Does format matter?
Today I received an invite to a party in ".doc" format (i.e. a Microsoft Word document) via email. Whilst I was happy to be invited to the party, and the invite very much served its purpose, I can't help thinking that it could have been presented better. Here're some comments I would make:
- ".doc" is a proprietary format, which although popular and therefore supported on most peoples computers, can lead to inconsistent formatting or in the worst case a user not being able to open it at all.
- It is also what I would consider to be an "editing format", which means it is fine for producing a document, or passing over to someone else for meddling with, but not (in my opinion) for presenting to a recipient. This is for several reasons:
- The possibility of the user accidentally editing the document. Say for example the last thing the sender changes is the date of the party "3/6/2011" - it would be all to easy for me to open the document and then accidentally nudge the zero key, only to turn up to a distinct lack of party on "30/06/11".
- Access to details the sender didn't wish to share. Formats such as this provide for a great deal of version history to be saved with the document; so unless specific steps are taken to ensure that this is not included in what I receive, there is every chance that I would be able to view previous versions of it, or comments about its contents.
- It does not necessarily open in an easy to view format - either on the wrong page, or at the wrong zoom level, or with certain formatting visible (for example a nice red line under all the spelling mistakes). Microsoft did try to improve on this with the introduction of their "reading view" in Word 2003; however I don't think this really helped and only served to confuse the majority of users.
- Because of all the extra information the format contains, often the files are far, far larger than they need to be.
- It was sent attached to an email. Email is already a perfectly good format for presenting information, with a variety of different effects available (providing html format is used), so it seems a little unnecessary to attach a file with the information in.
How about an Analogy?
To make the closest analogy possible - if this were an invitation sent by good old-fashioned snail mail, it would be:
- a handwritten letter;
- with all the comments and corrections scribbled in the margins;
- with some spelling and grammatical mistakes highlighted but not corrected;
- spread over multiple pages - but folded open somewhere in the middle of the document;
- posted in a large, heavy and cumbersome box which some recipients lack the tools or knowledge to open;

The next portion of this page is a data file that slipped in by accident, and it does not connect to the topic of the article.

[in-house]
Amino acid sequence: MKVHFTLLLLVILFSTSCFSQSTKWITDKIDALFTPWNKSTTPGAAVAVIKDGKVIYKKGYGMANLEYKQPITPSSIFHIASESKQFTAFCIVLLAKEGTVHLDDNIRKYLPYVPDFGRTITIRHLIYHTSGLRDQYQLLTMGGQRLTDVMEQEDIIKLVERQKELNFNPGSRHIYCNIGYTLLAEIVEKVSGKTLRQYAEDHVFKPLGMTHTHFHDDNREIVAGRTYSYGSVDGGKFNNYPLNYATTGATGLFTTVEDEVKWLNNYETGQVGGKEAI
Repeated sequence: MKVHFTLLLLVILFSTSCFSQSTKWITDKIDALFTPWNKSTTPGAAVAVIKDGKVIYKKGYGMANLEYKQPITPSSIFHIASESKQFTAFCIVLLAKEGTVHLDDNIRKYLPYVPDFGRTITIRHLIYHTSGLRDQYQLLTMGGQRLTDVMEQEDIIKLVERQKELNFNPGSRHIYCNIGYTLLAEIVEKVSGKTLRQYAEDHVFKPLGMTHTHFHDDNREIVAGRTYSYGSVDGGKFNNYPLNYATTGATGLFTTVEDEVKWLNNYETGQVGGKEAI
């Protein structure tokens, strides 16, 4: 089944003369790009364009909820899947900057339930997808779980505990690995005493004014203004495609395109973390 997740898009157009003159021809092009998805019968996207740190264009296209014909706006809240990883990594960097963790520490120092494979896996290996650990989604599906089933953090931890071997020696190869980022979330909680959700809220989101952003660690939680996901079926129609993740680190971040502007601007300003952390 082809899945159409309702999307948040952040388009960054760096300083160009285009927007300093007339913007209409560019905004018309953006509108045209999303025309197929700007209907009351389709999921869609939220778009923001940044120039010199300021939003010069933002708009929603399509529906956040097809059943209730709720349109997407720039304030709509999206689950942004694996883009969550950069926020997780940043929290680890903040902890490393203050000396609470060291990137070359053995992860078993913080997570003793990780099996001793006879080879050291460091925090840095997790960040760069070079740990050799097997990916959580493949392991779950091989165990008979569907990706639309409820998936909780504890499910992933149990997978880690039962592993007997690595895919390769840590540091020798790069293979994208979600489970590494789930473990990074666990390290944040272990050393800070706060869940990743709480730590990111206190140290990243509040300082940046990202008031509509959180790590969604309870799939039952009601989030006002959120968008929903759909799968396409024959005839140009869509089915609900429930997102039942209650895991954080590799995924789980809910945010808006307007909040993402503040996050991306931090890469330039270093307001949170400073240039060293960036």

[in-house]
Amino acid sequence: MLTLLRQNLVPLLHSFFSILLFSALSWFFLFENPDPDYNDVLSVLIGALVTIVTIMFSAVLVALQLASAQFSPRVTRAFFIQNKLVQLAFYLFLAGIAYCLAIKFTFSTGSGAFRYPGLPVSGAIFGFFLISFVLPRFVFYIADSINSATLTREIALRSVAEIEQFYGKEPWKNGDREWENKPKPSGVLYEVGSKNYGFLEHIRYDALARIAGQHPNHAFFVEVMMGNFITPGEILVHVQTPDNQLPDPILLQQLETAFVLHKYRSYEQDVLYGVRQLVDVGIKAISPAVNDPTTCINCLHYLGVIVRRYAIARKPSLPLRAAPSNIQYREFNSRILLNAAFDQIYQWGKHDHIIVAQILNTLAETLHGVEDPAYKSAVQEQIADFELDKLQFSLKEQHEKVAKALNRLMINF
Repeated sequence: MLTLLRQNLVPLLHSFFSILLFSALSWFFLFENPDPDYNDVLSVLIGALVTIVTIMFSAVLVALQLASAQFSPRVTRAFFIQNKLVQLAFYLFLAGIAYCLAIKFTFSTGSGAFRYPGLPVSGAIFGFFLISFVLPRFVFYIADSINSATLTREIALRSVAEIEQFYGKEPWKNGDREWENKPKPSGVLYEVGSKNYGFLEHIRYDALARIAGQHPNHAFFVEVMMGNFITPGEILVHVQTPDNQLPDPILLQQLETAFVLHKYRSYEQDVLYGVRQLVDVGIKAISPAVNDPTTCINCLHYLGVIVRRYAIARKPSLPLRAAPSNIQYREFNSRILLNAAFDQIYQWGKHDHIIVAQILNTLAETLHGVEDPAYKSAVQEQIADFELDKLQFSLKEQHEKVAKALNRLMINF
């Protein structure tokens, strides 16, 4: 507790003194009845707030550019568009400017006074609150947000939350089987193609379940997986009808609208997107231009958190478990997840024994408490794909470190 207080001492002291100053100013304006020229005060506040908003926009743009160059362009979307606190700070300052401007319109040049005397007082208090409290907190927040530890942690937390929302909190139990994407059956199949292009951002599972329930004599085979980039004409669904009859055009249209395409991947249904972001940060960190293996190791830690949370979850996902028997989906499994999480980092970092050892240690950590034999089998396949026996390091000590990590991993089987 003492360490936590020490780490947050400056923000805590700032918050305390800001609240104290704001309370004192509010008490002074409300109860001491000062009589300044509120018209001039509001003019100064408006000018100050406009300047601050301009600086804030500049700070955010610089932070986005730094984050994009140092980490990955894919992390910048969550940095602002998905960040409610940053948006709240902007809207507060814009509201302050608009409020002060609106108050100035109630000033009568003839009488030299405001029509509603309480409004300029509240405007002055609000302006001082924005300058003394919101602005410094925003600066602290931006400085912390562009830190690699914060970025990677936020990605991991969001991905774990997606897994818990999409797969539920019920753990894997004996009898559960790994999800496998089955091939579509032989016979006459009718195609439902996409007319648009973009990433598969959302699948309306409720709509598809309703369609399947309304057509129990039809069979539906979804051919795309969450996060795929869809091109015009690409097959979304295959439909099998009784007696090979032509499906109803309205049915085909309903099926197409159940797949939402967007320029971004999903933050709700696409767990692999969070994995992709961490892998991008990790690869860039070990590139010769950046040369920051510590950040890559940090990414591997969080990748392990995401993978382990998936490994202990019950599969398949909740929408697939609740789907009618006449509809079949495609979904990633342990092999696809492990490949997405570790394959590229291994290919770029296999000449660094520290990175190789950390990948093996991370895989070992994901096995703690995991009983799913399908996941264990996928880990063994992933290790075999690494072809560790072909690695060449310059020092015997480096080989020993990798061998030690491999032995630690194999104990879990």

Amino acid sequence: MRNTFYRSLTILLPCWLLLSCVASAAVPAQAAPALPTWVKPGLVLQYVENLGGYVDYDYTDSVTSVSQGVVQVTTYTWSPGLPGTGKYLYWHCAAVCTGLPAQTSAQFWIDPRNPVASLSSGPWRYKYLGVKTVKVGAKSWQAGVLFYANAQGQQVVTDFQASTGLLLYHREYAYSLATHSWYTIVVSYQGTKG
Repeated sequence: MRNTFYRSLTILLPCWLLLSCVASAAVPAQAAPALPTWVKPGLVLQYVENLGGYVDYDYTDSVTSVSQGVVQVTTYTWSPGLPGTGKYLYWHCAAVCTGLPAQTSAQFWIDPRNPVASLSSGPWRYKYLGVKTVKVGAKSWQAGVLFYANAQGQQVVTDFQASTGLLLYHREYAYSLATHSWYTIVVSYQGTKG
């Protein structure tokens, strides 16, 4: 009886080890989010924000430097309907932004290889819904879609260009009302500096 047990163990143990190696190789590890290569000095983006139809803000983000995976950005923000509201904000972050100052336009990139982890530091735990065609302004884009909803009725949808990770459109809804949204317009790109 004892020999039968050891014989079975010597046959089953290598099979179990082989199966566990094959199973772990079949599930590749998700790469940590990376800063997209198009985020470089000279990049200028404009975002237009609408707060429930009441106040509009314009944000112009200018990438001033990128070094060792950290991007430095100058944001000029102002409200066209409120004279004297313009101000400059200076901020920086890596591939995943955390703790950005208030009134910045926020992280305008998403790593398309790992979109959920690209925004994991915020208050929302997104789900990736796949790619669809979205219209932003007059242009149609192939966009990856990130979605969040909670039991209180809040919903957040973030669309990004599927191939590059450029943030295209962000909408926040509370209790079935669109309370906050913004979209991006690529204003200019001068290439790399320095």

- that is itself housed within a larger box.
Now that is maybe a worst-case scenario, but not particularly exaggerated in my experience; and whilst you might be a bit surprised to receive that as a party invite, you would be pretty disgusted to receive it as a Masters level degree thesis submission. And even more appalled if it was presented as a final report for a multi-thousand pound project contract! Yet this is exactly the sort of thing the gets done in Word every day. That's not to say a lot of those issues don't crop up in the use of other programs; however Word seems to be the most common object of misuse.
So what's the alternative?
A lot of the fuss I've made above can be avoided through proper use of the Microsoft tools. Provided you remove any hidden data, properly spell check your work and set the display up before you finally save it then things should come out looking ok. You can even protect the document to avoid accidental editing. However, to completely negate these issues, I prefer to use a totally separate "display format" for presenting information.
For anything that is disseminated wider than myself (or my immediate team) I am very keen on the use of common, open standards. The most common of which I have found to be pdf. Most people have a pdf reader installed on their computer, no matter what their operating system. In fact most modern phones can display pdf files. Many programs are able to save to pdf as built in feature and those that can't are invariably able to print to one of the many pdf conversion programs available.
There are also some very neat features of pdf files that are not often exploited, but can be used to produce some very useful effects. e.g. opening by default in full screen mode, embedding other files within them, etc. (perhaps I'll cover this at a later date)
By far my most important reason for trying to use pdf format for dissemination though is that it is a format that is difficult to edit (granted editors do exist, but 'accidental editing' is almost impossible) . This means that if I send a file to someone, and they choose to send it to someone else, I can be fairly confident that the final recipient will see what I want them to see (and nothing else!).